Moel Siabod In Winter

I had wanted to do an overnight trip to North Wales for some time. I am not keen on camping in the Winter months, as there is so little daylight and I don't really want to spend 12-14hrs in the tent. However, it's now light until about 7:00pm and sunrise is around 6:00am. This spring has seen an unusually cold spell of weather with the tops returning to true winter conditions, as temperature remained below freezing for many days.

Moel Siabod from the Farm Track

I decided on a trip up Moel Siabod because I wanted to use our new DSLR to take some night time photos and do a series of time lapse sunset and sunrise pictures. The weather forecast seemed good with predictions of clouds above the summits, but temperatures around -6C at 800m.

I dropped my son off in Chester and continued round the A55 to Llanberis. Since my mountaineering boots have worn out and I only have crampons suitable for B3 boots, I needed to get something suitable for my Meindl walking boots. Rather than buy another pair of crampons I decided to get some Kahtoola Microspikes . These were duly purchased from V12 and after a quick sausage sandwich in Pete's Eats I set off for Capel Curig.

Final section up to the summit

There was a sign and barriers at the bottom of the Pass saying the road was closed. However, it looked fine to me and there as traffic coming down. The road was clear but either side of the top of the pass there were diggers clearing old drifts. I just followed the gritter and had no problem getting through.

Parking near the North London Club hut I began to sort out my rucksack. I had quite a bit of extra gear, including an ice axe the DSLR, a tripod and an extra lens. Luckily, everything just fitted into my POD black ice. It was above freezing in the car park, but once I walked up the track to the farm it was back below freezing. I had hoped to collect water from one of the lakes or a stream, but everything was frozen solid.

Looking towards the Moelwyns

Rather than climb the Ddear Ddu ridge, I had decided to climb the steep slope at the end of the farm track, which is my normal descent route. This has a couple of steep sections up onto the main ridge. I stopped half way up the first of the steep sections to put on the Microspikes. These turned out to be an excellent buy and coped with varied conditions I encountered including iron hard neve and water ice. After what seemed to be a long pull, I reached the ladder styles at the start of the summit ridge. There was a very cold wind blowing from the East, but the effort of dragging a heavy sack uphill had kept me warm. The easterly wind had deposited loads of snow in the lee of the ridge. There was a hard crust on top, but I broke through every few steps, which made for very slow going. I crabbed my way round the summit ridge until the summit trig point came into view. Just below the summit, I spoke to a few people who were descending and when I got to the trig point there was someone in a bothy bag next to it. I moved over to the stone shelter, which was slightly less exposed to the wind and ate some cake.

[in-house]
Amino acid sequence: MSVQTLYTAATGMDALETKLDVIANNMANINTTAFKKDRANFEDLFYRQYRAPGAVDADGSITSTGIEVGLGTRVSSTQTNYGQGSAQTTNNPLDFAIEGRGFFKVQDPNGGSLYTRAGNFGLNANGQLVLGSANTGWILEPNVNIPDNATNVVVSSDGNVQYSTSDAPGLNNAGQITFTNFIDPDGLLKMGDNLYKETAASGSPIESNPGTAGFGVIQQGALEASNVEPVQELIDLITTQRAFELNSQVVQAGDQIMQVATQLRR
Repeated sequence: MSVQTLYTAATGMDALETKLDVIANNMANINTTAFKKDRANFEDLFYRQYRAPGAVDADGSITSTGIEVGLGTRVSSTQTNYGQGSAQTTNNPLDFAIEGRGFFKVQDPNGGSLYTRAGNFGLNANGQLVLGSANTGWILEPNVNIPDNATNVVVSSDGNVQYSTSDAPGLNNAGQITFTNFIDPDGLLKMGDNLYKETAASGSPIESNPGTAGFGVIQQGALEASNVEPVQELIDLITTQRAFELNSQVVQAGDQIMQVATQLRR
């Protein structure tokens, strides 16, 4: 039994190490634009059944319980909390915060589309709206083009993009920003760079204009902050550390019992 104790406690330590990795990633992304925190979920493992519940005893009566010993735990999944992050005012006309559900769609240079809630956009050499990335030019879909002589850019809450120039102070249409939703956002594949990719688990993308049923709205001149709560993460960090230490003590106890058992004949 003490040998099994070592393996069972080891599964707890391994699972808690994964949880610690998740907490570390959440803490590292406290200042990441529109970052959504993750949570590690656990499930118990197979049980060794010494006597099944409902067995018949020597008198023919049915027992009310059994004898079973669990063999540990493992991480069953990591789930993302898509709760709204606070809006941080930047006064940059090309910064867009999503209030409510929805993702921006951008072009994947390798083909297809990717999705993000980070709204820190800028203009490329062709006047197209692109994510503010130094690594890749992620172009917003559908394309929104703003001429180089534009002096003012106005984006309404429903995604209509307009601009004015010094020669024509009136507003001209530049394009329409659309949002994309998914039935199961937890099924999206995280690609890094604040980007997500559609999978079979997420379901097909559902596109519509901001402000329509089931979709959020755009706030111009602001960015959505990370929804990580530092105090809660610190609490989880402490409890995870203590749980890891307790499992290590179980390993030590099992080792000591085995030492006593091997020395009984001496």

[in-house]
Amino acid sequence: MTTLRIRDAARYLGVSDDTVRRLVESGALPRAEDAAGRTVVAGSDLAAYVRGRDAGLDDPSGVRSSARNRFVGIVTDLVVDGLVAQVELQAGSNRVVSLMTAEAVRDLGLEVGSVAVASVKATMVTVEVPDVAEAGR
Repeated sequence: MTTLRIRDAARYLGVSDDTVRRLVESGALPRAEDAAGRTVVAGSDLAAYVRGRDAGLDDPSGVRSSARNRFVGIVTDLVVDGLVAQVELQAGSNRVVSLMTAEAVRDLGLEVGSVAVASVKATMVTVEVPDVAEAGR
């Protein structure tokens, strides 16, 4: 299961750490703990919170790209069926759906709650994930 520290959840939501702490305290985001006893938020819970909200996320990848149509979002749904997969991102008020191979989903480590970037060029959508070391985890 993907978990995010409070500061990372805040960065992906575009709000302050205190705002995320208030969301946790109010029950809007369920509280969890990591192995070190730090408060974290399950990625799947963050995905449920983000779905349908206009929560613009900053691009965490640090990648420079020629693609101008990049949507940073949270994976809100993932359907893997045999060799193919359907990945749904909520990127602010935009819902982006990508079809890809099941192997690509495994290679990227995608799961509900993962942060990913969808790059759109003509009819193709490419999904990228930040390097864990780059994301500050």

Looking back along the summit ridge

I had a quick look at my flat camping spot overlooking just t the north west of the summmit. The snow wasn't too deep there, but there was quite a bit of spindrift blowing about. Since I didn't have any water, I would have to melt snow and the nearest convenient big drifts would be some way from the tent. I hadn't felt too well on the ascent. Although the cloud was well above the summits there was no sunshine, which made for very flat contrast and there wouldn't any opportunity to photograph the stars. As it was only about 3:30pm I would have plenty of time to descend if I wanted to.

Sheltering in a bothy bag on the summit

After considering the options for a while, I made the decision to descend and began to retrace my tracks. Almost immediately I experienced a pain in my right hip, which was both sharp and nagging. Although I had fallen over a couple of times and my legs were suffering from the effects of keeping breaking through the crust, I couldn't recall anything specific that would cause the pain. As I ploughed on downwards I had to take frequent rests. The microspikes worked brilliantly on the steep descent and at no time did I feel insecure. I had another long rest when I reached the farm track and at increasingly frequent intervals on the way down. Finally I reached the car, where I made myself a hot drink.

The hip didn't hurt if I was stationary, but only when I walked. After a two hour drive home, I could barely hobble into the house. Luckily after a nights rest it seems to have improved, so I think it's probably just muscular.